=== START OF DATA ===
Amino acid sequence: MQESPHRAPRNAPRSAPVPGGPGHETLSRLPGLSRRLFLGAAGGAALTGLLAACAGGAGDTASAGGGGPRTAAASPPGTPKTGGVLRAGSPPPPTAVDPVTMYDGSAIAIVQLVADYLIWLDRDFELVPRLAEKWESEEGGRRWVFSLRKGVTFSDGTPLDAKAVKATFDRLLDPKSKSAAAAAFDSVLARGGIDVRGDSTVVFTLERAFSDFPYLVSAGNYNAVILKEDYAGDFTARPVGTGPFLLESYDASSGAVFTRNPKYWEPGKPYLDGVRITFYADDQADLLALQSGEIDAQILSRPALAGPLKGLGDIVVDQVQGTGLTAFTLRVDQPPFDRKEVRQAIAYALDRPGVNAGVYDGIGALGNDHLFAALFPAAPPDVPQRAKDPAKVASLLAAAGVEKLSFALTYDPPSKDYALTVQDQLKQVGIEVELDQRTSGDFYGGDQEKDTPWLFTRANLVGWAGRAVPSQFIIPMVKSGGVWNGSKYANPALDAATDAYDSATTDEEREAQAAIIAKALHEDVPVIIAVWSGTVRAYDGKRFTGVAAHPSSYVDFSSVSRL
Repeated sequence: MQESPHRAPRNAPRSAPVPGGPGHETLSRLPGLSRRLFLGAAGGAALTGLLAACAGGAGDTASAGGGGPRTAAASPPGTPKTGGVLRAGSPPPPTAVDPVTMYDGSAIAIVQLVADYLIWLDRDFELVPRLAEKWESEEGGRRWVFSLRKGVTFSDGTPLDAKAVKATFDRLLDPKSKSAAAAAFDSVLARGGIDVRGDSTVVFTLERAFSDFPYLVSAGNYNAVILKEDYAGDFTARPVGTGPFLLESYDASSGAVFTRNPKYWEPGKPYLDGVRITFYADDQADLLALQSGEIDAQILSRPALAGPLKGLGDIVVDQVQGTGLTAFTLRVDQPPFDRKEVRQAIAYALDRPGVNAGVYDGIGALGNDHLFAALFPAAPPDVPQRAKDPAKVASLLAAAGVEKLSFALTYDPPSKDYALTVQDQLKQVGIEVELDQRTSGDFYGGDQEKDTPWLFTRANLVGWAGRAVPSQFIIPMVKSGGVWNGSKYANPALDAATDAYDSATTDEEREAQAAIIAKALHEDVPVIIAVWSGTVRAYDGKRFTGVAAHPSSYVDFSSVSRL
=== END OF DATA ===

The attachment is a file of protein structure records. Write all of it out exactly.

Amino acid sequence: MQESPHRAPRNAPRSAPVPGGPGHETLSRLPGLSRRLFLGAAGGAALTGLLAACAGGAGDTASAGGGGPRTAAASPPGTPKTGGVLRAGSPPPPTAVDPVTMYDGSAIAIVQLVADYLIWLDRDFELVPRLAEKWESEEGGRRWVFSLRKGVTFSDGTPLDAKAVKATFDRLLDPKSKSAAAAAFDSVLARGGIDVRGDSTVVFTLERAFSDFPYLVSAGNYNAVILKEDYAGDFTARPVGTGPFLLESYDASSGAVFTRNPKYWEPGKPYLDGVRITFYADDQADLLALQSGEIDAQILSRPALAGPLKGLGDIVVDQVQGTGLTAFTLRVDQPPFDRKEVRQAIAYALDRPGVNAGVYDGIGALGNDHLFAALFPAAPPDVPQRAKDPAKVASLLAAAGVEKLSFALTYDPPSKDYALTVQDQLKQVGIEVELDQRTSGDFYGGDQEKDTPWLFTRANLVGWAGRAVPSQFIIPMVKSGGVWNGSKYANPALDAATDAYDSATTDEEREAQAAIIAKALHEDVPVIIAVWSGTVRAYDGKRFTGVAAHPSSYVDFSSVSRL
Repeated sequence: MQESPHRAPRNAPRSAPVPGGPGHETLSRLPGLSRRLFLGAAGGAALTGLLAACAGGAGDTASAGGGGPRTAAASPPGTPKTGGVLRAGSPPPPTAVDPVTMYDGSAIAIVQLVADYLIWLDRDFELVPRLAEKWESEEGGRRWVFSLRKGVTFSDGTPLDAKAVKATFDRLLDPKSKSAAAAAFDSVLARGGIDVRGDSTVVFTLERAFSDFPYLVSAGNYNAVILKEDYAGDFTARPVGTGPFLLESYDASSGAVFTRNPKYWEPGKPYLDGVRITFYADDQADLLALQSGEIDAQILSRPALAGPLKGLGDIVVDQVQGTGLTAFTLRVDQPPFDRKEVRQAIAYALDRPGVNAGVYDGIGALGNDHLFAALFPAAPPDVPQRAKDPAKVASLLAAAGVEKLSFALTYDPPSKDYALTVQDQLKQVGIEVELDQRTSGDFYGGDQEKDTPWLFTRANLVGWAGRAVPSQFIIPMVKSGGVWNGSKYANPALDAATDAYDSATTDEEREAQAAIIAKALHEDVPVIIAVWSGTVRAYDGKRFTGVAAHPSSYVDFSSVSRL